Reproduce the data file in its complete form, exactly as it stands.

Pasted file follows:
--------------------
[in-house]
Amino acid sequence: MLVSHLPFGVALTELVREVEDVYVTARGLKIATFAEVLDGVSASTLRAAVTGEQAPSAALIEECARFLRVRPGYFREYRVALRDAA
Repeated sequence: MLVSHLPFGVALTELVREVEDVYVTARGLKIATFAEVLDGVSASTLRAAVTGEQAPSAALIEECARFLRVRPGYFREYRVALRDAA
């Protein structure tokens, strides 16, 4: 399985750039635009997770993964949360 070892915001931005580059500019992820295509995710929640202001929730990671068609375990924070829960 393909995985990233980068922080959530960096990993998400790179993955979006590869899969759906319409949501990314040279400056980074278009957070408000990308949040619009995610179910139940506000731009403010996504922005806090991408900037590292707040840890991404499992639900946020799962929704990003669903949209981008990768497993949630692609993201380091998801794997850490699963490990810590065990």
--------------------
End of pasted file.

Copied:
[in-house]
Amino acid sequence: MLVSHLPFGVALTELVREVEDVYVTARGLKIATFAEVLDGVSASTLRAAVTGEQAPSAALIEECARFLRVRPGYFREYRVALRDAA
Repeated sequence: MLVSHLPFGVALTELVREVEDVYVTARGLKIATFAEVLDGVSASTLRAAVTGEQAPSAALIEECARFLRVRPGYFREYRVALRDAA
């Protein structure tokens, strides 16, 4: 399985750039635009997770993964949360 070892915001931005580059500019992820295509995710929640202001929730990671068609375990924070829960 393909995985990233980068922080959530960096990993998400790179993955979006590869899969759906319409949501990314040279400056980074278009957070408000990308949040619009995610179910139940506000731009403010996504922005806090991408900037590292707040840890991404499992639900946020799962929704990003669903949209981008990768497993949630692609993201380091998801794997850490699963490990810590065990």